Then she muttered half to herself, “I don’t even know that crazy man.”
“You don’t know him?” I asked.
“No! I don’t know him!”
“Well, he apparently knows you.”
“No he doesn’t. My name ain’t even Cheryl.”
“It’s not?” I asked, not bothering to hide my confusion.
“No. But if someone wants to call me Cheryl, that’s fine. Whatever. I’ve been called worse.” She inched forward a little bit more.
She was disrupting the linear nature of the line. My skin was starting to crawl. No-Nonsense Lady finally made it to the counter. I moved more decisively to the front. Several people, some employees, some not, went past me to get stuff – money orders? money wire forms? I don’t know. Scooter Man was in the way of an employee so he began to back up. Cheryl was standing behind him.
“You wanna get sued, man?” she asked as his back wheels rolled toward her foot, which she made no effort to move. “Just run over me and see what happens,” she continued. I think she was joking. Maybe. Cheryl was a little hard to read.
Scooter Man turned around and gruffly, but in a jovial way – if that’s possible, told her to move her foot. She did. Just a little bit. The crowd around No-Nonsense Lady’s cart had grown. There were six kids now – I don’t know where the older two came from. And the baby was balling her eyes out. Scooter Man had started talking to her and she had apparently had enough of this strange stranger. I looked desperately at the long-term resident at the first register. Surely she should be done soon?
No, but one of those employees approaching the counter earlier had decided to come in and help out. She motioned me to the counter. I’m surprised I didn’t trip on my rush to her. I quickly pulled out the 6-pack of socks that I wanted to exchange without a receipt. I explained why.
“You see,” I said, showing her one of the socks. “This package of socks I bought only has one polka-dotted sock. I checked the others on the shelf and they all have two polka-dotted socks so I want to exchange these.”
I had actually contemplated just buying a second set if they were all this way. It would have been worth the $8 to avoid the Returns line and I would have had my polka-dotted pair that way. I had left my socks in the car and entered Wal-Mart to check first. No, my package was unique. All the others were properly matched: two white, two gray, two black, two striped, two white with a stripe, and two polka-dotted. I had purchased them specifically for the cool polka-dotted pair. Only mine hadn’t been a pair.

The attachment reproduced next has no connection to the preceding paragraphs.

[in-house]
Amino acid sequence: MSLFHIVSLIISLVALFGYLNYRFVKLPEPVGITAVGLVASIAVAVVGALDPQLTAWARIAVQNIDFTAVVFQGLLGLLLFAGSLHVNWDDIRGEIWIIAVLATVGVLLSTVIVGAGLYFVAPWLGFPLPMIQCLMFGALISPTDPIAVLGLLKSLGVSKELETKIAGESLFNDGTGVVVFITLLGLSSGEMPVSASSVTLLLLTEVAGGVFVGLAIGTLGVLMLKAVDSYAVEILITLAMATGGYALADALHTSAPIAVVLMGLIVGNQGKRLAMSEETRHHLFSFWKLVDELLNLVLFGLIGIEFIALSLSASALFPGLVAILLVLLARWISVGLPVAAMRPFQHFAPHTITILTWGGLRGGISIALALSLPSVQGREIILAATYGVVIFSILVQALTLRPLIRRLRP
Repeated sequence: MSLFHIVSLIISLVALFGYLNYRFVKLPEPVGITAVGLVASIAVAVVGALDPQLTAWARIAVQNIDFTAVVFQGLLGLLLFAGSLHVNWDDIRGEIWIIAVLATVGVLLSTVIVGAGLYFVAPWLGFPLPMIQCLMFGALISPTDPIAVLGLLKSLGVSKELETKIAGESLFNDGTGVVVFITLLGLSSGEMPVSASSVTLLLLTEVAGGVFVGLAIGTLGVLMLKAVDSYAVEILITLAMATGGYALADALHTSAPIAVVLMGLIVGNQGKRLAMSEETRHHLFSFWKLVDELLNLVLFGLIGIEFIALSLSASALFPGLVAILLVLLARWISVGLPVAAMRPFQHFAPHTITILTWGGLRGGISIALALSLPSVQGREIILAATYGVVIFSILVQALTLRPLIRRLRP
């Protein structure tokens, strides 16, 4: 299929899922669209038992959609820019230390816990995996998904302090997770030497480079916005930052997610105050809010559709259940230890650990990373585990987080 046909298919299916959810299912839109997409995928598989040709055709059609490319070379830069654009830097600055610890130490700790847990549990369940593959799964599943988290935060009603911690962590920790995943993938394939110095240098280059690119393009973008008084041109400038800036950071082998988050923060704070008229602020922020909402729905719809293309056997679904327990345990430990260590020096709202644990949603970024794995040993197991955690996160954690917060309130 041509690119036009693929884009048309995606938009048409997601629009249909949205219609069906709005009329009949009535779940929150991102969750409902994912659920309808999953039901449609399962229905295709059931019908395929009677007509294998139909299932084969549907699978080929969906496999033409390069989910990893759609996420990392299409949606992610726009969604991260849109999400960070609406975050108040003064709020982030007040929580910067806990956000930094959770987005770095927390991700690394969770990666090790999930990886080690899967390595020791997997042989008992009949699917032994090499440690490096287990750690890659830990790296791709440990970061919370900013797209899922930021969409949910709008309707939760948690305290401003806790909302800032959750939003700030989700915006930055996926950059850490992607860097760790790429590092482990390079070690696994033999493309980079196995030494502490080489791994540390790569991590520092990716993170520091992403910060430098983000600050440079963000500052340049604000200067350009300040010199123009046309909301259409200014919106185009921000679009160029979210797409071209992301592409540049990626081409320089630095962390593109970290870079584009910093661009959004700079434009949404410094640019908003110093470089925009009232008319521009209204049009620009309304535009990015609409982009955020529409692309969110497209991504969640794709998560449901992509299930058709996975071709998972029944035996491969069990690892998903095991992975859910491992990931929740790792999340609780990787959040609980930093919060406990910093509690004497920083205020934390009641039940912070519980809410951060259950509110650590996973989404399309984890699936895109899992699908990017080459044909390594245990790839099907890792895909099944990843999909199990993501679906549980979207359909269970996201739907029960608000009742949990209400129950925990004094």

Yes, I had just waited in the Wal-Mart Return line, my least favorite activity, and watched the crazy circus of people and stressed about possible line cutters because the package of socks I had previously purchased had one mismatched set. Me, the woman whose husband deliberately mismatches his socks. Every day. The irony was not lost on me.
As if reading my mind (they all seemed to have that uncanny ability – were my emotions that clear?), the employee told me to just go get another pair and, “don’t wait in line. Just show ’em to me.” On my way back with my properly matched set, I saw that the number of people around the Return Desk had grown exponentially. I’d have to actually push past people – people who would no doubt think I was line cutting – to get close enough to get the woman’s attention. My neurotic energy must have been radiating from me because the woman looked up at just that moment. When we made eye contact, I waved the socks at her. She nodded. I dropped the socks in my bag and hurried out. Those dang polka-dotted socks better be worth it.
All is right in the world now that the white to polka-dotted sock ration is 2 to 2 instead of 3 to 1.